||"In short, Cloud Atlas spends half its time wanting to be The Simpsons and the other half The Bible."
Theo Tait's review of David Mitchell's
source novel in The Daily Telegraph
||"People will try to will Cloud Atlas to be rejected. They will call it messy, or complicated, or undecided whether it's trying to say something New Agey-profound or not. We don't want to say, 'We are making this to mean this.' What we find is that the most interesting art is open to a spectrum of interpretation."
A wisdom nugget from one of the movie's three
talented directors, Lana Wachowski.
Atlas(t)... Ah, the vagaries of a staggered international distribution. I'd love to know why Cloud Atlas has taken this long to get to the UK. I do a lot of work in the Netherlands and the movie was released there last November. Did the distributors think the success of the film was dependent on a five-month drip feed to the rest of the world? I think I can discern why. Cloud Atlas would have died unfairly on a single sword if the world had had a chance to knee-jerk judge it, en masse, all at once. This stealth-by-region distribution gives it a chance to make a new impression at every new opening date regardless how well it performed in Norway last week for example. A disappointing first weekend of a global launch injects the infection of failure, something even 'event' movies can't stave off with a multi-million dollar anti-biotic campaign. Yes, John Carter, you know who you are. I guess this is a good example of how to present a challenging film, one country at a time...
So, at last, it's time for me to recognize a unique piece of work that is so difficult to pin down and so easy to be befuddled by. Is it a bloated, pretentious, soul-reincarnation piece of puffery? Or is it a bold, wonderfully acted, marvelously directed, superbly cut, huge, ambitious lunge at visual narrative poetry? Oh, and let's not forget the inspiring score. Let's just say that if I thought the former, there would be no review on this site. I live in latter-land. I was utterly knocked out by the film but be aware, it may take a few viewings for it to have the directors' desired effect. With only a couple of screenings under my belt I'm anxious to get a few more in. It's often the case that a film's greatest strength is also its principal weakness – the relative originality of its presentation. Your average cinemagoers (who are they, exactly?) have not been weaned to readily accept a movie narrative told in this way. Cloud Atlas has the balls to go against the 'event' movie paradigm and for that alone I would be singing its praises. But there's a lot more to sing about.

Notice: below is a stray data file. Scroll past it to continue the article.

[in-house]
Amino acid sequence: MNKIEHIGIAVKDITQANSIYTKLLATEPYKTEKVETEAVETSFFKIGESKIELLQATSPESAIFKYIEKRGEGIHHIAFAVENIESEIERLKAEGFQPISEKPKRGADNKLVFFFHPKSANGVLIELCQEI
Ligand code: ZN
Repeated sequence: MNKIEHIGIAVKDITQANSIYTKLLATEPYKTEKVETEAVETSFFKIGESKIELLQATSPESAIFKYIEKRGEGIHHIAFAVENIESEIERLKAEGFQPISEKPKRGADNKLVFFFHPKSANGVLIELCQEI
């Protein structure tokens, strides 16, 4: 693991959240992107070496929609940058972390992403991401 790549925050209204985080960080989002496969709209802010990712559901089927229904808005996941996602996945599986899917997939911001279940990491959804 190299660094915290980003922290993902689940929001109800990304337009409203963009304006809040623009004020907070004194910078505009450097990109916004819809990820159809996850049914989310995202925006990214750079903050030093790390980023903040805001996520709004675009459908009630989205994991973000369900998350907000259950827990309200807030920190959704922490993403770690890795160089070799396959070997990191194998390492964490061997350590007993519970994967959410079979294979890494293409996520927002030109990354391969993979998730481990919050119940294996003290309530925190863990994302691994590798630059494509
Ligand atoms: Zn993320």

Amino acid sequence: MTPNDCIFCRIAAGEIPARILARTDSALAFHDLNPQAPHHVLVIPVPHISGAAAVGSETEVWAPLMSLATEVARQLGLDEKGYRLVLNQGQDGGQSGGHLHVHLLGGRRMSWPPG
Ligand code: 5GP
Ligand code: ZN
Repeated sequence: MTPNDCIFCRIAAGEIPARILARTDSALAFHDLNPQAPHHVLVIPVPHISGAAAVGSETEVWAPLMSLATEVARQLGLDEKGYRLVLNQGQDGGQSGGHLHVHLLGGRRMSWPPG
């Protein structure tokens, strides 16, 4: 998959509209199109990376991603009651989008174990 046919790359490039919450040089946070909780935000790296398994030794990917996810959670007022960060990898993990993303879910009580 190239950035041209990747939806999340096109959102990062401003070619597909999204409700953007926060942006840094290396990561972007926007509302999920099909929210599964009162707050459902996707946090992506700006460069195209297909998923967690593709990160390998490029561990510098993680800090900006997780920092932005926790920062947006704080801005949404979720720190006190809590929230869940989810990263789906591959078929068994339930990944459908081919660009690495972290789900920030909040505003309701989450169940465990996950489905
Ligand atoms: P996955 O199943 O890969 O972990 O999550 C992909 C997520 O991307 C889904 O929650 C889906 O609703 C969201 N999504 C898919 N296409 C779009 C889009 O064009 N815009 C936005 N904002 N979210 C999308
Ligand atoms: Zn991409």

Every now and again, you come across a movie that (forgive the cliché) defies description, punches shallow analysis in the solar plexus and makes you bow in reverence to the crazy souls who poured a very large sum of money and talent into the most startling and original 'big' movie that I've seen in years. I'm going to make a prediction despite its poor performance during its US run from October last year. This movie will eventually be hailed as a classic, a one-off to be sure, but a piece of cinema that provokes and asks a great deal of its audience. Like Blade Runner, which also tanked way back in 1982, Cloud Atlas will emerge in a decade or so as a bold, brilliantly acted and directed work that will be endlessly re-examined and pored over. As predictions go, it's a no-win scenario for myself. If I'm wrong, no one will remember or care and if I'm right, no one will remember or care either.
It may have flopped with the great Stateside unwashed but I read with joy that the movie was given a ten-minute standing ovation at the Toronto Film Festival last year. Hail Canada! If there are dozens of reasons for this reaction, I can only guess at a few. I just can't see how anyone 'gets' this movie after a single screening. And yet the amazing number of its Oscar nominations tells another story. The acting, music, sound design, editing and direction, not to mention the special effects, costume and make up are almost universally top notch (OK, there are a few prosthetics that call attention to themselves). Each and every one of these crafts is able to knock confidently on Oscar's door – and it's not as if the participants in this insane adventure are Oscar averse. The American Academy (bless) completely – and one assumes disdainfully – ignored Cloud Atlas (for shame) and offered it no recognition at all, not one single, itsy bitsy nomination. That, my friends, is utterly inconceivable to me – even if they all loathed the film, the craft on display is stunning.
Can you imagine the Academy's thinking?
"What about this Hanks thing, Cloud Alias? Did any of you get through your screeners?"
"Tom's got a few gongs and Halle's already had one... They won't mind not getting a nod."
"And that Larry Matrix fellah is now a woman – and with pink hair extensions, can't be doing with that."
"And what's all that nonsense with the shooting stars?"
"Did the composer chap really have to be a homosexual?"
"And it is technically a German film after all..."
"Oh, it's foreign! I see now."
"If we're all agreed, let's pass on... uh, what's it called again?"
"Doesn't matter. It didn't make a cent here. No one cares. Next!"
"Saint Spielberg's Lincoln..."
"Well, for that slice of Americana, what categories don't we nominate?"